Linda Sutherland describes herself as the public face of the Healthy Start Coalition of Orange County.

Her position took her to lunches, health fairs, fundraisers and meetings, where the focus was often on early childhood health and education.

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“It’s pretty funny. If it has anything to do with kids and families, even if I wasn’t invited, I will introduce myself, ”Sutherland said with a laugh.

But after 20 years as CEO, her presence will be missed. She is retiring this month.

“I will definitely miss this place,” Sutherland said from his office in Orlando. “I will miss like-minded people who have a passion for it like me. “

A d

Sutherland’s passion was what his colleagues wanted the community to understand about his career. They thought a retirement party wasn’t enough, they also nominated her for the News 6 Getting Results Award.

Healthy Start Project Manager Jarrod McCovery spoke on behalf of the entire office when he said: “Naming her was obvious. She has just accomplished and achieved so much during her tenure here.

McCovery added that Sutherland was an inspiration to him.

“He’s someone I admire professionally and personally. She inspires and she is a good person in every way, ”he said.

Healthy Start is a free home visiting program that provides education and care coordination for pregnant women and families with children under 3. The goal of the program is to reduce the risk factors associated with premature birth, low birth weight, infant mortality and poor developmental outcomes.

As her retirement day approaches, Sutherland remains committed to the mission. His final days are spent answering emails, processing donations, and preparing for an upcoming audit.

A d

“I tell people, ‘You really can’t get rid of me,’” Sutherland said, adding that she planned to stay involved with the maternal and child health initiative. “They are stuck with me. There really is no escape if you have this early childhood passion.

Sutherland’s passion first manifested itself in 1990 when she decided to run for a seat on the Orange County School Board after meeting a candidate she saw as unqualified.

“I started complaining about him to my friends and coworkers and they said, ‘Put your money where your mouth is’, and that’s how I decided to run, and it really started to send messages to parents. “

Sutherland served on the Board of Directors for 12 years before joining the Healthy Start Coalition of Orange County.

The last day of Sutherland is June 30. She says she plans to travel, spend more time with her family and finally catch up on some novels.

“She will be missed,” McCovery said. “His legacy will live on in our programs and initiatives. We will continue his mission.

A d

“I am proud to be surrounded by people here who believe in the cause and want to make the world a better place for moms and babies,” said Suthertland, reflecting on her career.

Copyright 2021 by WKMG ClickOrlando – All rights reserved.


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Gender pay gap persists, report says https://webeclair.com/gender-pay-gap-persists-report-says/ https://webeclair.com/gender-pay-gap-persists-report-says/#respond Thu, 17 Jun 2021 01:17:29 +0000 https://webeclair.com/gender-pay-gap-persists-report-says/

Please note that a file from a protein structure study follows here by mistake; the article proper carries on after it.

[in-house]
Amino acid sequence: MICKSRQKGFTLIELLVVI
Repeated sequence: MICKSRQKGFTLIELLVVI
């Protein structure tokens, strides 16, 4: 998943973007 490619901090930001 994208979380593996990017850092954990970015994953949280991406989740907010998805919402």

Last December, the All Nepal Football Association took the historic decision to end wage discrimination between national male and female players and pay them the same wages from January 2021.

Nepal has thus become one of the few countries in the world to end wage disparities in sport. But in most other sectors, there is still a significant pay gap between women and men, according to a recent study report released by the Central Bureau of Statistics.

A women in business analytical report shows that the share of female workers in all sectors is high when monthly income is low and vice versa.

The share of female workers is 58% for monthly incomes of less than 7,600 rupees. On the other hand, the share of female workers is only 12.2% for monthly incomes above 25,000 Rs.

The Central Bureau of Statistics, the central agency for the collection, consolidation, processing, analysis, publication and dissemination of data in Nepal, reports that the biggest pay gap between men and women is in the “professional” category. In this category, for example, if a man earns Rs 23,800 per month, a woman earns Rs 12,000.

Even in the “managers” category, which requires skills, if a man earns Rs 32,000 per month, the average salary for women is Rs 25,500.

The pay gap in the “technicians and associated professionals” category is not that large, with the monthly wages of men and women being Rs 24,000 and Rs 22,500 respectively. forestry and fishing ”, if a man earns Rs 12,167 per month, women workers earn Rs 11,406.

“One of the reasons that women’s cash income is lower than that of male workers is that few female workers are in managerial and professional jobs,” the report said. “Another reason is that the income of female workers is lower than that of male workers, even when they are in the same jobs. ”

To achieve the United Nations Sustainable Development Goals, the office recommended that a set of 17 interconnected global goals be designed to be a model for achieving a better and more sustainable future for all. With regard to gender equality and the empowerment of women, it would be important to understand the situation of women’s participation in political, economic and public activities.